Backwoods Slasher Butchers (2021) Is a Cut Below the Rest
First Wide Release: January 12, 2021 (Digital/Streaming Platforms)
Director: Adrian Langley
Writer: Adrian Langley, Daniel Weissenberger
Runtime: 92 Minutes
Starring: Simon Phillips, Michael Swatton, Julie Mainville
Where to Watch: Check out where to find it here
A couple are driving down a lonely road in the forest when their car breaks down unexpectedly. Not long after they are attacked by a menacing force. Seasons pass and a group of hapless teenagers experience car trouble on the same stretch of road. They split up and one group starts walking towards the promise of a tow truck while the others stay behind to guard the car. Soon they will discover the same terror that has befallen countless others before them.
Butchers is a gritty yet weak attempt to capture the excitement and terror of the backwoods slashers that came before it.
I must say that I am disappointed Butchers is the first horror film of 2021 I am reviewing for the year. What promised itself to be an offbeat take on the horrors of isolation is just another killer redneck/mutant family slasher in the woods. Not only is the storyline done to death, but there is very little substance behind the script. Never has a slasher felt more repetitive and obvious. Almost every time a scene transition is needed the writers resort to a quick knockout punch to the face to instigate a time lapse. Excuse after excuse is made to keep the kids in the clutches of the bad guys even when they escape. It gets really old really quickly.
Furthermore, the entire film just feels very amateurish. From the paper-thin characters to the title cards interjected at random intervals explaining that the audience has entered “The Beginning of the End” or “The Middle of Nowhere.” It’s not clever or interesting; it’s something you’d see in a wannabe edgy film school project.
There’s not a lot of context for anything but there’s also no explanation for things that would merit explanation. Obviously, there’s something to be said about ambiguity and mystery, but not much is done to really create a story behind the antagonists. And what was actually put in feels lazy and trite. This leads into another big problem with Butchers: the characters are atrocious.
Very little time is spent with our four teenage protagonists, and the time we do spend with them is rather grating which makes them hard to root for. Little investment is put into their characters outside a few throwaway lines which means we watch them interact with each other for bit before they get killed in a variety of uninteresting ways. Furthermore, as mentioned earlier, the villains are nothing new. I get why films used to really lean into the whole backwoods hillbilly or mutant thing but the shtick is really starting to feel tiring to me. There have to be more interesting ways to make less populated areas feel scary rather than this. I can’t put this criticism solely on Butchers because it is more indicative of horror as a genre that we still get these movies every year.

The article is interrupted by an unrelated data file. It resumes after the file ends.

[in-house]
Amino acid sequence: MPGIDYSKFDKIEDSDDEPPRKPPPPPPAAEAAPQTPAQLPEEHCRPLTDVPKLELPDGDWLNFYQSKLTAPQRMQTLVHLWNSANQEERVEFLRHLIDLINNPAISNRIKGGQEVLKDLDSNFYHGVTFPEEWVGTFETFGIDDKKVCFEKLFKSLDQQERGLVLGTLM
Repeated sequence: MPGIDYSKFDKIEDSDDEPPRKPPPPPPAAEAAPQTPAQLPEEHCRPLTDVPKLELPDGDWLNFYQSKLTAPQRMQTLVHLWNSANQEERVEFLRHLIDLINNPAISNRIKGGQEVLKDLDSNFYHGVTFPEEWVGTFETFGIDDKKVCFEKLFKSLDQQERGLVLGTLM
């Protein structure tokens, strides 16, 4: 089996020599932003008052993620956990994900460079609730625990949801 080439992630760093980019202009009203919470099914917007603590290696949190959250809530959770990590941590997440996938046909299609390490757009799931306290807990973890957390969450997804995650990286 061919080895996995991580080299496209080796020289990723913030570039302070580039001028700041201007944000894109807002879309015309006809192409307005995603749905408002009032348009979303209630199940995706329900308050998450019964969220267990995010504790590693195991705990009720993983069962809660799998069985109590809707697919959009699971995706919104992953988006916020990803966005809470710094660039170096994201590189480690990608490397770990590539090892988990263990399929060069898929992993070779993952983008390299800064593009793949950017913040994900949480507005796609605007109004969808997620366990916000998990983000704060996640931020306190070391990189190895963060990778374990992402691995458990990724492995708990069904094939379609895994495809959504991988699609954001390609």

It’s clear that the vehicle for Butchers’ lack of creativity comes down to its budget. Set primarily in one location, the film feels more confined from its location than the characters do in their makeshift imprisonment. It kills the suspense and makes it hard to stay invested. Its clear that director Adrian Langley wanted to make a simple survival horror film and I think he sort of succeeds here on a technicality. He did make one! The problem is that the market is so inundated with hundreds of carbon copies of Butchers that it doesn’t stand out in a sea of infinitely more interesting films that have better acting, sharper scripts, and more scares.
If I was digging really deep and being very generous here, there might be something to be said about how women are viewed in society. In the film, women are often referred to as meat, only useful for household chores and getting pregnant, are told to speak only when spoken to, must constantly police their tone and volume, etc. It’s pretty clear that these ideas are repugnant. It comes across as more of an excuse to hate the villains, however, than to offer any sort of meaningful discussion about gender roles. But it really doesn’t get past the pervasive misogyny to really say anything meaningful here. It feels gross to watch but less in a “this is a statement about society” and more so like “why are you putting the audience through this for nothing?”
Slasher fans won’t have much to chew on with this weak entry in the backwoods survival subgenre. Horror fans in general will balk at the flimsy script, irritating characters, and unmemorable chase sequences and kills. I found it to be a rather subpar film with little entertainment value. Butchers is certainly going to fizzle out of any conversations about the year once we start seeing more films officially get released. Let’s hope it fades into obscurity the same way the victims in Butchers disappear on the same 20 miles of road every couple of months: without a trace or satisfying explanation.
Overall Score? 4/10